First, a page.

Saturday, June 30, 2012

Tokyo no onna / A Woman of Tokyo

Una donna di Tokyo. JP 1933. D: Yasujiro Ozu. Story: Ernest Schwartz [Yasujiro Ozu] SC: Kogo Noda, Tadao Ikeda. DP: Hideo Mohara - 1:1,2. ED: Kazuo Ishikawa. C: Yoshiko Okada (Chikako), Ureo Egawa (Ryoichi), Kinuyo Tanaka (Harue), Shinyo Nara (Kinoshita), Chishu Ryu (il reporter). PC: Shochiku (Kamata). 35 mm. 46’ at 24 fps. B&w. English subtitles. From: National Film Center – The National Museum of Modern Art, Tokyo per concessione di Shochiku. Saturday 30 July 2012, Cinema Lumière - Sala Mastroianni (Bologna, Il Cinema Ritrovato). Earphone commentary in Italian. Grand piano: Mie Yanashita. Introduced by Alexander Jacoby.

Alexander Jacoby & Johan Nordström: “Though a wholly silent film, this melodrama by Ozu sheds fascinating light on the intersections between sound and silent cinema in this period of transition. By 1933, nearly 40% of Japan’s theatres were wired for sound, and the number of sound films was steadily increasing, while foreign sound films had been steadily imported into Japan since around 1930. But it was not until 1935 that sound films would constitute the majority of Japanese film production. Accordingly, Japan’s late silent cinema constitutes a near-unique case of a silent film culture which was profoundly influenced by the techniques and styles of sound cinema. Ozu was late turning to sound, but his last silent films clearly show the influence of the new medium, particularly in their use of dialogue intertitles delivered by offscreen speakers, which seems to reflect the new possibilities of offscreen sound. A Woman of Tokyo itself was apparently planned as a sound film, but was eventually shot silent. Nevertheless, it was filmed on sound stock, and consequently the frame is narrower than the standard academy format, a fact which has led the image to be cropped when screened on DVD or video. This is particularly unfortunate since A Woman of Tokyo is the first Ozu film to display his characteristic low angle shots. This screening at Bologna, of course, will preserve the original ratio.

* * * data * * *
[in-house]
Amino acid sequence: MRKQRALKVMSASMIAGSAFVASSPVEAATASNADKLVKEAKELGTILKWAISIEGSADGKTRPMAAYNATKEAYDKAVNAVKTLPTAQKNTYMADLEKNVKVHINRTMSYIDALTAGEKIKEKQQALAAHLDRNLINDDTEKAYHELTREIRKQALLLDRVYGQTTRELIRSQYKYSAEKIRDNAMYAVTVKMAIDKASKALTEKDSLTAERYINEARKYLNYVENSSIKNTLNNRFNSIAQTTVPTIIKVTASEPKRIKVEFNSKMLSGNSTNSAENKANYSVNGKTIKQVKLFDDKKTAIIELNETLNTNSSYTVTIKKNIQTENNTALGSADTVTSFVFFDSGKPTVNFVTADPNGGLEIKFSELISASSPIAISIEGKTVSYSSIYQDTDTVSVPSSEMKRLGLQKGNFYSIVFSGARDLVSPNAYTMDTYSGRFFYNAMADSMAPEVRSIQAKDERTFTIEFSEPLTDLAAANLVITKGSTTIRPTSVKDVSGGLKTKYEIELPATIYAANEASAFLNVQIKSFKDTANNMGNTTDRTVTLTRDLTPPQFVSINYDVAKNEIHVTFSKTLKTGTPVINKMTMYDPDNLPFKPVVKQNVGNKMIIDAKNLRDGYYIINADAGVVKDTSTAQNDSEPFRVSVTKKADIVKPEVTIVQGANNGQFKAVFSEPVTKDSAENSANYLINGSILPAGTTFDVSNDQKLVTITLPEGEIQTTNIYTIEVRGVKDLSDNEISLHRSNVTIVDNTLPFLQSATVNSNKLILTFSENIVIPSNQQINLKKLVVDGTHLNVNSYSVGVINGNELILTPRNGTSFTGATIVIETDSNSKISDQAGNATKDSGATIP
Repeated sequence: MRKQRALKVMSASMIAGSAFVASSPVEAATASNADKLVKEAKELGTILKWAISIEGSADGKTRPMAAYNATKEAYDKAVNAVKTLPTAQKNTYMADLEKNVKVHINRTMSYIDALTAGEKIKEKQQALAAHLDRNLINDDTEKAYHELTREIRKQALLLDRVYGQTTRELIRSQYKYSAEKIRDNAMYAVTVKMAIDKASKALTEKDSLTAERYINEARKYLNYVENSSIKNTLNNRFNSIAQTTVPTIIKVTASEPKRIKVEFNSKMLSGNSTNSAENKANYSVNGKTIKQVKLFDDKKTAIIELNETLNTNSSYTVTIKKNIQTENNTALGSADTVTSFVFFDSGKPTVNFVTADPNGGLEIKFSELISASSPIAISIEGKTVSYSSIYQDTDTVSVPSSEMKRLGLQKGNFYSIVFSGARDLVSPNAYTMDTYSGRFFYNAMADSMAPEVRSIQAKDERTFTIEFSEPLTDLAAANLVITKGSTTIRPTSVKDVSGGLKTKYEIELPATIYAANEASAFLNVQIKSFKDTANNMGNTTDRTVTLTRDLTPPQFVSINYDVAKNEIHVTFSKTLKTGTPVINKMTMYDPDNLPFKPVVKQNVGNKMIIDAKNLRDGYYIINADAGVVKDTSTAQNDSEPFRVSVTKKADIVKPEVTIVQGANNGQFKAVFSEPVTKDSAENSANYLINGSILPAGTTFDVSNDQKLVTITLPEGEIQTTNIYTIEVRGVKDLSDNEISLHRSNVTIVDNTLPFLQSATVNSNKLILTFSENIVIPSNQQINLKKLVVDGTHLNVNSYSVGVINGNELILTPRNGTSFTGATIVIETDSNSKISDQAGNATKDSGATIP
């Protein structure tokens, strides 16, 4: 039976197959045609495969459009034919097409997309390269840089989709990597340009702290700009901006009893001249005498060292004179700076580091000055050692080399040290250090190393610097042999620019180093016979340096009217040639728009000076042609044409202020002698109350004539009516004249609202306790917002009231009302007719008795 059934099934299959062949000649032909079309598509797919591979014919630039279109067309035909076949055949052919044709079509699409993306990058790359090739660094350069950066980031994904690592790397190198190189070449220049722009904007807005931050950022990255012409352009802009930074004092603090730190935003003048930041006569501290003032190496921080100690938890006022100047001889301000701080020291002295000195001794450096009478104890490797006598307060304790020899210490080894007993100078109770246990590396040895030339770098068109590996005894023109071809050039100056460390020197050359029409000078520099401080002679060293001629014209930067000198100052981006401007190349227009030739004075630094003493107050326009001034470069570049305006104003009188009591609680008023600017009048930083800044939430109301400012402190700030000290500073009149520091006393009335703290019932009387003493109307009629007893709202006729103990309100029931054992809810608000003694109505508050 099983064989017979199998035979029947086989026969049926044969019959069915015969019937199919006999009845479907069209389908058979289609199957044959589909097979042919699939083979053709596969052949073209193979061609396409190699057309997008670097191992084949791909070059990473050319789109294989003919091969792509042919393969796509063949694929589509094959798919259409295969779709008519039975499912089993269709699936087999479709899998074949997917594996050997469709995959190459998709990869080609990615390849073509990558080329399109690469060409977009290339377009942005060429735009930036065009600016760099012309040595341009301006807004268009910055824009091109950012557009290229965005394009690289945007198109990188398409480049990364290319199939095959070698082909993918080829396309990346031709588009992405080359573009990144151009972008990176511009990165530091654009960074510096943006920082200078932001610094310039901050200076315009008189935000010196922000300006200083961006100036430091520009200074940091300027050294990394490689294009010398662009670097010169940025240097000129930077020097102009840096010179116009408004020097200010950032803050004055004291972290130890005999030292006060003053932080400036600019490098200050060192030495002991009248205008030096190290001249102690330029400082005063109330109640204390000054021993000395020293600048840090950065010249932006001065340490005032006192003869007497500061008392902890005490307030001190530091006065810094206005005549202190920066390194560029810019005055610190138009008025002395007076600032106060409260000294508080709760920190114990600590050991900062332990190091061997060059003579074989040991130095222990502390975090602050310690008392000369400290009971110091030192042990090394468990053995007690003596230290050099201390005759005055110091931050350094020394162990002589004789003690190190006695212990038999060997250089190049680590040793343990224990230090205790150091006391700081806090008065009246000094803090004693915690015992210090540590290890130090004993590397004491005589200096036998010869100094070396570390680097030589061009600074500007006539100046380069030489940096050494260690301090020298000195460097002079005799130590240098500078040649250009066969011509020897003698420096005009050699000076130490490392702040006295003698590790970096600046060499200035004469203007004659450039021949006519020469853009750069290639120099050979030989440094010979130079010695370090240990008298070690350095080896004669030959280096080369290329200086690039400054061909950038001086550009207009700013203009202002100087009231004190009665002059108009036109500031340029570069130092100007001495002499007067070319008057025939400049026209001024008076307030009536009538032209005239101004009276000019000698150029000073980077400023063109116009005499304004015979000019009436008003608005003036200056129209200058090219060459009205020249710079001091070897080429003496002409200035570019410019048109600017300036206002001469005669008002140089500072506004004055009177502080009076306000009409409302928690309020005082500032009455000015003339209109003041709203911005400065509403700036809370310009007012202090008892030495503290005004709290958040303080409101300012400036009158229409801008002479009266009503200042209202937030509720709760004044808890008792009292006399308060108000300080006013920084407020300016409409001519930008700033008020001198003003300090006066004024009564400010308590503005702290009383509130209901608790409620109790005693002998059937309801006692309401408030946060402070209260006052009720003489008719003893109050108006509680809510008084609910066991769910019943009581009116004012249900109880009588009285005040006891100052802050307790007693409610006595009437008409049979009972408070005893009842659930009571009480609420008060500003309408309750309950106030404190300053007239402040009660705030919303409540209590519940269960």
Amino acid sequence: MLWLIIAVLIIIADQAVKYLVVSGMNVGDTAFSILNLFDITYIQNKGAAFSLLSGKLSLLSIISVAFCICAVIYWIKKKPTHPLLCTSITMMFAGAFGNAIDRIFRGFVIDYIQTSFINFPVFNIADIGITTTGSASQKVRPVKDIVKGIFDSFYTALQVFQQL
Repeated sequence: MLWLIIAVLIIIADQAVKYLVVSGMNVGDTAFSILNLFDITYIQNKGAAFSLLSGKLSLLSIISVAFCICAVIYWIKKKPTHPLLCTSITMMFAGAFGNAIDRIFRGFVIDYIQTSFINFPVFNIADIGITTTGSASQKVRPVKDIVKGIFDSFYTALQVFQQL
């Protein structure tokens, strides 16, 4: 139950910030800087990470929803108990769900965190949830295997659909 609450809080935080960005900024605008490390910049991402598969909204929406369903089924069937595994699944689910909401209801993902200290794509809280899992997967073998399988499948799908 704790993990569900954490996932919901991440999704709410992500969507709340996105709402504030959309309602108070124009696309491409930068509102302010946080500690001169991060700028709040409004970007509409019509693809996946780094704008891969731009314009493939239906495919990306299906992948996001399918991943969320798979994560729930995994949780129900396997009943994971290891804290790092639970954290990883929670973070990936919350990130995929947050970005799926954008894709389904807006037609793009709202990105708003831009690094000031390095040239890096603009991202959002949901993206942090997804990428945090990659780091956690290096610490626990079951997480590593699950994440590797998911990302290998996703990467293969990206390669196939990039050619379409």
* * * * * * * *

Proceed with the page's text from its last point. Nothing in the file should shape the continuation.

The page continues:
“The film is a bleak melodrama about a young man who receives financial support for his studies from his sister, only to discover that she is engaging in prostitution to do so. The plot echoes Mizoguchi’s melodramas, Taki no Shiraito (Cascading White Threads, 1933) and Orizuru Osen (The Downfall of Osen, 1934), but the poignant and tragic aspects of the narrative are offset by a playful stylistic selfconsciousness and wit, at its most obvious when Ozu interpolates a comic sequence directed by Ernst Lubitsch from the Paramount portmanteau film, If I Had a Million (1932). David Bordwell comments that Ozu “cites the norm he dislodges, but for the first time in a surviving work, he uses not movie posters and photographs, but actual footage [...] Ozu’s playfulness reemerges when he refuses to show Laughton’s delivery of a raspberry to his boss. We must be cinephiles enough to fill in the gag’s payoff”. Bordwell might have added that the raspberry gag depends specifically on sound for its humour, so its absence here is arguably a self-conscious commentary on the film’s status as a silent in a film world increasingly dominated by sound.” Alexander Jacoby & Johan Nordström

AA: Ozu doing a Mizuguchi kind of story but in his own style with low angle shots, complete with chimney shots. The If I Had a Million scene has itself a Lubitsch style undercurrent because the access to a printed cinema programme raises the possibility of the cinema visit as an alibi. The sister is hard working, kind to her brother, popular among friends, and after work she "goes to the professor to help with the translations". But rumours are spreading. The only screenings of rare Ozu and Walsh screenings overlapped in Bologna, and I interrupted the viewing to see The Yellow Ticket. The print of Tokyu no onna is good, apparently printed from a good source, perhaps not too far removed from the original negative.

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